The fact that “Ideologie und Terror” was written on this machine in Europe indicates that this was Arendt’s portable typewriter in the years 1952-54, and that typescripts composed on it were written when she was away from her apartment on Morningside Drive in Manhattan. Outside of her European trip, this turns out to be two relatively brief periods during the years she was working on her book on tradition, namely the two vacations she spent in the summer of 1952 and 1953 in the resort town of Palenville, New York. Typewritten letters with location and date, the revisions of “Religion and Politics” made when we know that Arendt was there, and the words “Preliminary — Palenville 53” in Arendt’s hand on the first page of “The Modern Challenge to Tradition,” all confirm that this typewriter was one she used when she was vacationing at the Chestnut Lawn House in the Catskills. Material philology would thus indicate that “The Broken Thread of Tradition” was written in Palenville, either in late August and September 1952, or in late July and August 1953. A number of considerations point to the later period. The DT shows a renewed engagement with Marx beginning in November 1952, well after the first Palenville vacation, and includes a reconsideration of the eleventh Thesis on Feuerbach (DT 272), which is the only specific Marx reference in this text. In addition, remarks from December 1952 and January 1953 show Arendt working with the concept of tradition and Traditionsbruch intensively, and reflecting on the linear character of the tradition. “Der Faden der Tradition und das Band der Menschheit,” an entry from December 1952 runs in its entirety. Arendt’s long letter to Jaspers of May 13, 1953, where she mentions that she is working on her Princeton lectures “über Marx in der Tradition der politischen Philosophie” (AJa 252) also points in this direction.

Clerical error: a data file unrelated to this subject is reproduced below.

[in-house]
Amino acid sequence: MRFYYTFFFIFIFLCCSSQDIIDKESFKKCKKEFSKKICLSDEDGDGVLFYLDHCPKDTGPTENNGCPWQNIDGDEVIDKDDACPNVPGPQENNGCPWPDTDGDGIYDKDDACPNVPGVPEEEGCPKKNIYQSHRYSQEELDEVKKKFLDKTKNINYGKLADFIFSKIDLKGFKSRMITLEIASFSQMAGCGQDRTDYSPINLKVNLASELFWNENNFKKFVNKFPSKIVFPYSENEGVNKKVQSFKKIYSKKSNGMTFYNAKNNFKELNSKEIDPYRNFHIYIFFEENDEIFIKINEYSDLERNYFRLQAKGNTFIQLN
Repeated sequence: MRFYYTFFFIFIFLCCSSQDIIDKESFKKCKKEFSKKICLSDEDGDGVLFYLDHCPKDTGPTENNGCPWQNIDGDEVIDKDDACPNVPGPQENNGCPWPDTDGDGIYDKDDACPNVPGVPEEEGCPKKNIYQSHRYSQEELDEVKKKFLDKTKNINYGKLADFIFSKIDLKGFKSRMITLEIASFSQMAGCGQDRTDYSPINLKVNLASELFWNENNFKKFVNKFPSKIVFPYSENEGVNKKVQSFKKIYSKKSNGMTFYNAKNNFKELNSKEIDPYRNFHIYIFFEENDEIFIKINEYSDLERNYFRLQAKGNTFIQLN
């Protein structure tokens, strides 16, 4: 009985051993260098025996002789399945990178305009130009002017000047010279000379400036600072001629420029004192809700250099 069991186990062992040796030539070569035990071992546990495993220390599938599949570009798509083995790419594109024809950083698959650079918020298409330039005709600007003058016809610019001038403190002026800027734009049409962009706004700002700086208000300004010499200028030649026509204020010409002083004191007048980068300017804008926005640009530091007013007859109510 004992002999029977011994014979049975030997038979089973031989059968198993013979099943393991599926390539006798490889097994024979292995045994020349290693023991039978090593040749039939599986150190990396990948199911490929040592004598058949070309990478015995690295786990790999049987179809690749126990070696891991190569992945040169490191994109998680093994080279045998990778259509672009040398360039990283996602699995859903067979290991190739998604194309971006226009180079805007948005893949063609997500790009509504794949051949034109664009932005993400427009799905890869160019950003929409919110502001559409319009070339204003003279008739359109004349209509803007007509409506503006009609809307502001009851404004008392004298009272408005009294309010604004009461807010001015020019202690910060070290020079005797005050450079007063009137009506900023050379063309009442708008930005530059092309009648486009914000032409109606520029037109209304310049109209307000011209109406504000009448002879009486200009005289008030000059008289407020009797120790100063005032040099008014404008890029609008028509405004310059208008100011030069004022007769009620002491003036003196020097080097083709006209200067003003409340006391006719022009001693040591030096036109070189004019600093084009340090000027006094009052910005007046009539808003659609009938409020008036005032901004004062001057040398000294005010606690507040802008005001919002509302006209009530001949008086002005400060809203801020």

A further material consideration supports the conclusion that “The Broken Thread of Tradition” was written in Palenville in 1953. Changes in the appearance of the imperfect lower case “l,” which track the depletion of the typewriter ribbon, imply a sequence among the texts composed on this machine that we do know were written at this time. The abbreviated version of “Religion and Politics,” typed in the first days of Arendt’s 1953 stay in Palenville, has complete lower case “l“s, though the “d” and the “a” leave no doubt it was produced on the portable machine. By August 14, 1953, however, the lower case “l”s in Arendt’s testy letter to Henry Kissinger rejecting his editorial work on “Religion and Politics” are all bottomless.6 By that date the ribbon has lost ink enough so that the letter now fails to register fully.